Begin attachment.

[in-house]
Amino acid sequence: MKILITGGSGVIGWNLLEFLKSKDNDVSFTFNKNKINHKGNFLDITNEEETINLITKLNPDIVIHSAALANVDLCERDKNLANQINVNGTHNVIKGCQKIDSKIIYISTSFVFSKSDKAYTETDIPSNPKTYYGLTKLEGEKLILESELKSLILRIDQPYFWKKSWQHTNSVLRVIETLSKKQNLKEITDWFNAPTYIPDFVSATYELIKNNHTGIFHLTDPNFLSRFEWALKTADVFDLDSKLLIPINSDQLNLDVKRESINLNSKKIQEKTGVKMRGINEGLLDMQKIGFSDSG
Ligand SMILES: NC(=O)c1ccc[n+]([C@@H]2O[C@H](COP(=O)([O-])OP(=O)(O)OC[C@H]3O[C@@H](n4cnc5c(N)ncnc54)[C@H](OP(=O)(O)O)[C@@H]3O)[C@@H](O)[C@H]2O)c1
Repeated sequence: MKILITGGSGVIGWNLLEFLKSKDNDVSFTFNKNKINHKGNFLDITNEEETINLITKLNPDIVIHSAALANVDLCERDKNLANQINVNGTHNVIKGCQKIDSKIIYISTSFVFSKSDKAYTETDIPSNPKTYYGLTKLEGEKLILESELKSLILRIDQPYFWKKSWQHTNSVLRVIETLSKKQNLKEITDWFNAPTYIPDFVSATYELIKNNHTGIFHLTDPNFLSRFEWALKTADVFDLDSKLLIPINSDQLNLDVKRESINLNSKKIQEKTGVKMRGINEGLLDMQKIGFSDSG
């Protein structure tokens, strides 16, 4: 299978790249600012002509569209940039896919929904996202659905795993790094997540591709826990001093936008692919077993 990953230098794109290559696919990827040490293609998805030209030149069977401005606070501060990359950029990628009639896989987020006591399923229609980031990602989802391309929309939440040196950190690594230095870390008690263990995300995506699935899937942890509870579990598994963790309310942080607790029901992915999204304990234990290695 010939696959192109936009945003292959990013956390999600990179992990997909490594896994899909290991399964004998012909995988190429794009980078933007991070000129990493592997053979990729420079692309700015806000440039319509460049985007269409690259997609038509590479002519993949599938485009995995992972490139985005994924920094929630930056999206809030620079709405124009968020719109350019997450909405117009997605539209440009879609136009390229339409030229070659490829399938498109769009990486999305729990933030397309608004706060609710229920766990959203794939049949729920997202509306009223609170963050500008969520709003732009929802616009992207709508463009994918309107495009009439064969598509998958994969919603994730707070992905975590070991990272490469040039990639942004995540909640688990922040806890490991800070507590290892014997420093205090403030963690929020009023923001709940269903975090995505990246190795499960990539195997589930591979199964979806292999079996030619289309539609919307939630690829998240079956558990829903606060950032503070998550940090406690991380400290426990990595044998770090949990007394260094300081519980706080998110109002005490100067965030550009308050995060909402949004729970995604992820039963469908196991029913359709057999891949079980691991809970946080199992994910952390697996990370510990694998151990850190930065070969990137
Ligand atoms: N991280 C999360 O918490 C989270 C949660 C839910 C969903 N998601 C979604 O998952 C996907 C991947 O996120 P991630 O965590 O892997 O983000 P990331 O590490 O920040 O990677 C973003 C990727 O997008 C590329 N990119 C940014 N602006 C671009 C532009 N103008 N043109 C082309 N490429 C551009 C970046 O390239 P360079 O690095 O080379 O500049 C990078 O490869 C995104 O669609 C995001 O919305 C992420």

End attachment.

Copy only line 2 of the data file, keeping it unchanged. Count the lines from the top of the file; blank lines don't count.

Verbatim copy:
Amino acid sequence: MKILITGGSGVIGWNLLEFLKSKDNDVSFTFNKNKINHKGNFLDITNEEETINLITKLNPDIVIHSAALANVDLCERDKNLANQINVNGTHNVIKGCQKIDSKIIYISTSFVFSKSDKAYTETDIPSNPKTYYGLTKLEGEKLILESELKSLILRIDQPYFWKKSWQHTNSVLRVIETLSKKQNLKEITDWFNAPTYIPDFVSATYELIKNNHTGIFHLTDPNFLSRFEWALKTADVFDLDSKLLIPINSDQLNLDVKRESINLNSKKIQEKTGVKMRGINEGLLDMQKIGFSDSG